The only thing holding back the state from giving counties more responsibility for paying for teacher pensions is the governor's signature.
Last week, the House of Delegates passed legislation that will shift pension costs, as well as a measure that requires each county to maintain a minimum level of funding for schools every year.
Both bills are part of a package that includes the state budget, all of which Republican delegates and a handful of Democrats were adamantly against until the end. That includes Harford's delegates and senators.
The 93-44 vote in favor of the legislation came after two days of sessions and several amendments being offered by both parties.
"It's something we've never seen," Del. Rick Impallaria said, "Democrats getting up and opposing any part of the budget."
In spite of this, Impallaria, who represents western Harford and eastern Baltimore counties, said, "Leadership didn't listen and didn't care."
While this won't affect Harford as much as it may other counties, he continued, there's a possibility of taxes still increasing to cover the additional expenses.
"Taxes in Harford will probably have to go up on the local level to meet the maintenance of effort and meet the other requirements for teacher pensions," Impallaria said.
Spending cuts needed
Instead of pushing teacher pension costs onto the individual counties and spending those savings on other budget items, the delegate believes the state should reduce its spending altogether.
"It's like cutting someone's salary, but using that money to buy something else," Impallaria explained.
As expected, local educators have been nervous because of the two bills that could potentially affect their school system.
When Del. Kathy Szeliga heard from concerned teachers, she said she assured them they would still receive their pensions. Bumps in pay, however — that's a different story.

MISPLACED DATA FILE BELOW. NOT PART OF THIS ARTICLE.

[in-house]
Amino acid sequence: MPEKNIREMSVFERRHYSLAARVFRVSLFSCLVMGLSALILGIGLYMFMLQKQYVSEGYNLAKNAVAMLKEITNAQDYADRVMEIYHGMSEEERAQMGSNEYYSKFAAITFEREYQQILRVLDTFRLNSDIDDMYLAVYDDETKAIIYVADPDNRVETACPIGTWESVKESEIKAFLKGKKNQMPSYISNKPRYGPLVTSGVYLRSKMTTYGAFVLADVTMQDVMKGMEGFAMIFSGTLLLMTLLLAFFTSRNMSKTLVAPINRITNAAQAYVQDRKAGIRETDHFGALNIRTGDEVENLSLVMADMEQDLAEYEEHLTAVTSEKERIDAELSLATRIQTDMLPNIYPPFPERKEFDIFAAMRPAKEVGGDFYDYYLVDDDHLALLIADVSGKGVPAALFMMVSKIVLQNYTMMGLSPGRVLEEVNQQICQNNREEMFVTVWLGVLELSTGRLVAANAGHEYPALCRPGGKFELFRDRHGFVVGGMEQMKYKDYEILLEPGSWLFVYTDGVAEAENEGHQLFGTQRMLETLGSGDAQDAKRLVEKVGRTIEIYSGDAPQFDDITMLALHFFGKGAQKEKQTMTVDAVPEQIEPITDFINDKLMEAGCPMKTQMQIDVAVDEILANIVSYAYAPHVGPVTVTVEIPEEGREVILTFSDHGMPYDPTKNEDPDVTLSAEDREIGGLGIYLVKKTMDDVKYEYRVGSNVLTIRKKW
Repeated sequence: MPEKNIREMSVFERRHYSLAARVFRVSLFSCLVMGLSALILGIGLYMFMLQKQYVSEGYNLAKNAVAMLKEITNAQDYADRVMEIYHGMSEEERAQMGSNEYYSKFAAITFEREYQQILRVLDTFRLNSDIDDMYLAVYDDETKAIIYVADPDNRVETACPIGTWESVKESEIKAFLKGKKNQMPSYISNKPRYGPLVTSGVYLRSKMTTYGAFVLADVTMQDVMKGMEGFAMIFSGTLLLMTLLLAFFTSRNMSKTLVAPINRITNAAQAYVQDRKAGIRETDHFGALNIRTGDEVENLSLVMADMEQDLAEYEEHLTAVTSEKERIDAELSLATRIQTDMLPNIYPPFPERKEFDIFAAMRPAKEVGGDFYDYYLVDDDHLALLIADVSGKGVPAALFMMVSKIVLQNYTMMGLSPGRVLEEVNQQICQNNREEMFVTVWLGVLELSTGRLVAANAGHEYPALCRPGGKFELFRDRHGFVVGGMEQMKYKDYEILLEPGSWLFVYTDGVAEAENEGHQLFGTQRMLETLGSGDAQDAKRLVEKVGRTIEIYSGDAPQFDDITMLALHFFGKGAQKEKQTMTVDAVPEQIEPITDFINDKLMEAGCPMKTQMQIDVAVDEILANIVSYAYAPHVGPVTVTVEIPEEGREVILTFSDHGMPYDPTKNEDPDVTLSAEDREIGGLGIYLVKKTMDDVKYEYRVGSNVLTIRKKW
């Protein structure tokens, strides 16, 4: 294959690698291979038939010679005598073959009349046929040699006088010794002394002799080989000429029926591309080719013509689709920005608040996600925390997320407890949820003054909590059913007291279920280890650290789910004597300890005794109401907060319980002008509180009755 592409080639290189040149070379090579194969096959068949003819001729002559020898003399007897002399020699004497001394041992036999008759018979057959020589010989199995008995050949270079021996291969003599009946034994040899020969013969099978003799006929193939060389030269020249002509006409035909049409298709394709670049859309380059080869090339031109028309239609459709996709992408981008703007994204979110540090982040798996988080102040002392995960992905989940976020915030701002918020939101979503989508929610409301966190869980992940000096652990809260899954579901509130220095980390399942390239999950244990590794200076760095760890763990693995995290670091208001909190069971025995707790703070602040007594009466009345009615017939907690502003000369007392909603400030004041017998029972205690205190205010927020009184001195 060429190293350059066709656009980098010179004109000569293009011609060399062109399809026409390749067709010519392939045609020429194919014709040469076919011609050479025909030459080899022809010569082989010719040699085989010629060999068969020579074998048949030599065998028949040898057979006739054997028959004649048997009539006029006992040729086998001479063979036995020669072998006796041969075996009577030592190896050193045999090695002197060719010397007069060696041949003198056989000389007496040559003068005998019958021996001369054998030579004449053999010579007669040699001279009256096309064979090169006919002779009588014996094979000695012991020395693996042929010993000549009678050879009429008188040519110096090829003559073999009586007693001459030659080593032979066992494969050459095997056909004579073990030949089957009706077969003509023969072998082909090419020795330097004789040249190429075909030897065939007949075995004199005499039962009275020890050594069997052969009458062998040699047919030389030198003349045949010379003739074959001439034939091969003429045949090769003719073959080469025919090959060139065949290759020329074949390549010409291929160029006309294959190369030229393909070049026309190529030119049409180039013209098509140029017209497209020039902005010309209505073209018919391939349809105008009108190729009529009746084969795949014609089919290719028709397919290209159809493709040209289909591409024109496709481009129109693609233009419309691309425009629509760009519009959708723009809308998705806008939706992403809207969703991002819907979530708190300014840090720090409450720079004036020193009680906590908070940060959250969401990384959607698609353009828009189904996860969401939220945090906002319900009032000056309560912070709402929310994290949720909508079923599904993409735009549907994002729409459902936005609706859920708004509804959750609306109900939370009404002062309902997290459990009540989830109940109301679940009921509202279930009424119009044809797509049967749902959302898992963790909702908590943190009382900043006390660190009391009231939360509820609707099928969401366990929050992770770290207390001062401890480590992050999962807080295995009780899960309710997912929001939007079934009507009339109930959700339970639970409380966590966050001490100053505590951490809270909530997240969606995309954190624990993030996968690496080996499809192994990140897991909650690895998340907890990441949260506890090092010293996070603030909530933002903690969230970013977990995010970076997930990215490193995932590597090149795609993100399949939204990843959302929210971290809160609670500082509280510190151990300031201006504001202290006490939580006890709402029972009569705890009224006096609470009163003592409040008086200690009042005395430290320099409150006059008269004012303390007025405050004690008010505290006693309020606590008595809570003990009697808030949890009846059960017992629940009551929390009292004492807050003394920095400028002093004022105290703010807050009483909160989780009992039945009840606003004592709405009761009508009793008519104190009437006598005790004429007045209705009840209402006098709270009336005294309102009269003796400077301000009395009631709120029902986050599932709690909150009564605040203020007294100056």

"It's certainly going to affect pay raises," said Szeliga, who represents the same areas of Harford and Baltimore counties as Impallaria. "I assume [it will] affect new hires, how much money the county has to spend on ongoing education expenses."
Szeliga said she's most surprised at the state's budget increasing each year, with no thought given to the impact on citizens.
"I am just astounded at the fact that we continue to spend over a billion dollars more each year," she said. "The state's pushing expenses onto the county and still spending more."
Impact coming already
As far as the maintenance of effort for education funding the school system must meet, Impallaria feels it won't hit Harford as hard as other counties, such as Montgomery County, because Harford has been more diligent in controlling the amount of money it gives Harford County Public Schools every year.
With the maintenance of effort bill, each will be obligated to spend more on its school system than the previous year. If this is not done or a county does not receive a waiver from the state, the state will be able to intercept the county's local income tax revenue and funnel it to the school system to reach the minimum amount required in maintenance of effort.
Harford County Board of Education Vice President Rick Grambo is vehemently against allowing the state to impound local tax dollars.
"It's not all candy canes and lollipops here," Grambo said during the March 26 school board meeting when state legislation was being discussed.
Grambo called the seizing of local revenue something that no one wants to talk about.
"I don't want to give up local authority," he said. "This is a bad deal. Don't support this."
At the same meeting, school board member Bob Frisch asked if the penalty would encourage counties to only meet the minimum amount of funding, as to not create too high of a bar for the coming years.
Harford County Executive David Craig has since said that's exactly what he did with the school system's budget request for 2013.
"That's an understandable perspective," the school system's lawyer, Patrick Spicer, who was filling in for legislative liaison Kathy Carmello, told Frisch.
From an educational standpoint, Spicer said, he doesn't think that would happen in Harford County because there has been consistent effort in the past to increase funding for education.
The penalty is a provision for counties that have demonstrated in previous years that they won't comply with maintenance of effort, he added.
Craig said Monday, however, that any county leader who funds schools above the state mandated minimum will be foolish, because he or she will just build in a higher base for their next budget, with no ability to go below it if economic times are tough.